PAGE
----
"Space Adventures, the only company that has provided human space mission opportunities to the world marketplace, announced today the conclusion of an agreement with the Federal Space Agency of the Russian Federation (FSA) and Rocket Space Corporation Energia (RSC Energia) to commercially offer three seats on the Soyuz spacecraft bound for the International Space Station (ISS), beginning in 2013. These seats will be made available through the increase of Soyuz production, from four to five spacecraft per year. Each flight will be short duration, approximately 10 days, and will contribute to the increase of launch capacity to the ISS."
Russia: January 2011 Archives
CertifyingSoyuz, Wayne Hale
"So as new human certification ratings are proposed, they rely heavily on new standards and specifications, requirements for analysis, engineering calculation, computer simulation, piece-part testing and just a little bit on flight demonstration. Of course, the Shuttle and the Soyuz don't comply with those standards; they were built in different times with more primitive standards. But they demonstrate a level of reliability or safety that is apparently acceptable. If someone were to build their own spacecraft and/or launch vehicle; fly it successfully many times, demonstrate its capabilities in actual flight; then I suspect the new human rating requirements would be tossed aside in favor of demonstrated actual flight performance."
"Excalibur Almaz Limited (EA), the international commercial space exploration company, is exporting two partially completed Almaz space stations from Russia to the IOM today. The stations and Excalibur Almaz' reusable return vehicles were developed by EA's Russian associate, JSC MIC NPO Mashinostroyenia. The stations will be initially stored, followed by research, testing and possibly completion and launch to orbit. EA's initial flights to orbit will be in the flight tested Excalibur Almaz Reusable Return Vehicles joined to and supported by service module living and working habitats. The space stations themselves are part of EA's long-term business plan."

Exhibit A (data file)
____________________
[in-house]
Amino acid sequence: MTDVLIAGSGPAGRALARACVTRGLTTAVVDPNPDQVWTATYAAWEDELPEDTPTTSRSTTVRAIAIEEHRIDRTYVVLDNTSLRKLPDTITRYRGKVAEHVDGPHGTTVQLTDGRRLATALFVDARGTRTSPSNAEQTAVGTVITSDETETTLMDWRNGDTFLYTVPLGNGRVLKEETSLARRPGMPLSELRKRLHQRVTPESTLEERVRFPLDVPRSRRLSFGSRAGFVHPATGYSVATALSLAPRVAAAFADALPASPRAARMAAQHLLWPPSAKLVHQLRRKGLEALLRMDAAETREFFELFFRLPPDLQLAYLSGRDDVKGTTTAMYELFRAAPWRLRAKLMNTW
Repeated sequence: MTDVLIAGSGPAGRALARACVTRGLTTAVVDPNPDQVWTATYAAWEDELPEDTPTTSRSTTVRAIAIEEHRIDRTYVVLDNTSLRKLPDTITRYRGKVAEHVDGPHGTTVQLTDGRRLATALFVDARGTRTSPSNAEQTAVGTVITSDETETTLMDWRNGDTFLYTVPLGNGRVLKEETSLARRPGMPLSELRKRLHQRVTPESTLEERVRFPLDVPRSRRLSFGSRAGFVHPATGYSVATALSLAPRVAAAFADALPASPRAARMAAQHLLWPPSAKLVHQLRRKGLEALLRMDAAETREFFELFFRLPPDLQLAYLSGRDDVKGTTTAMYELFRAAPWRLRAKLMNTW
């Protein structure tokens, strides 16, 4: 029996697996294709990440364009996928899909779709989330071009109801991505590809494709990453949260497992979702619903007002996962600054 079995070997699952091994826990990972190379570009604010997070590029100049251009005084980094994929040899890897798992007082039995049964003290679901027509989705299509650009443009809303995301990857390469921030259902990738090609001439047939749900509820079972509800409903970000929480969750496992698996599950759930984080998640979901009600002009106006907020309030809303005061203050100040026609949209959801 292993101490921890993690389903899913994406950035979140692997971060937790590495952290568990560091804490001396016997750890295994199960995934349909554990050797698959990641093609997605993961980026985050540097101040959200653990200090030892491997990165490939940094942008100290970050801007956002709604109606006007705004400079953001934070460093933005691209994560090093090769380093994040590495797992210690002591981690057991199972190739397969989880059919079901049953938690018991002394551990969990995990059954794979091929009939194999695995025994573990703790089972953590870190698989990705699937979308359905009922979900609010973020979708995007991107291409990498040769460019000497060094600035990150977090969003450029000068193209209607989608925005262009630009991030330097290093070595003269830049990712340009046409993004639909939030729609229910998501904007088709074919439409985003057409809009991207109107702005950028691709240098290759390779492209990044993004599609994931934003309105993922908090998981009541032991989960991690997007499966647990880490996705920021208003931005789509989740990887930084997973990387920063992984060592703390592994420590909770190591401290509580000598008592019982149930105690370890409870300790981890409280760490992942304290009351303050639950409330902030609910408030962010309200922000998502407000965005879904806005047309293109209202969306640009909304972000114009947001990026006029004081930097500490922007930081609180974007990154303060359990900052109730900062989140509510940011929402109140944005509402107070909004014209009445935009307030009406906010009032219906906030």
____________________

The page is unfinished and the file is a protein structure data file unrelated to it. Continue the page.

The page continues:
"NASA/JSC has a requirement for crew transportation services including launch, return, and rescue of US or US-designated astronauts and associated services which include the following requirements for primary and ancillary services: ..."
Keith's note: Another commercial procurement of Russian Soyuz crew transport services. Alas, NASA allows these procurements to proceed even though the Soyuz does not (and probably never will) meet the requirements that NASA intends to levy upon domestic commercial space companies.
Keith's earlier note: I did a search of this document for the word "Soyuz". The only time the word is used is in connection with accidents or problems with Soyuz. I wonder if Soyuz meets the requirements in this document - I certainly cannot find any evidence that it does. It certainly should meet these requirements since the U.S. has been buying seats on Soyuz for more than a decade - the very same seats you can buy commercially - the same seats NASA will be buying for years to come. Will NASA certify Soyuz according to the requirements in this document?
If Soyuz does not meet these certification requirements, then one has to ask why NASA is willing to waive requirements for a foreign crew transport system - with Americans on board - but levy more stringent requirements on American commercial systems - carrying Americans. It would also be interesting to see if the Ares-1/Orion configuration would have met these requirements as well.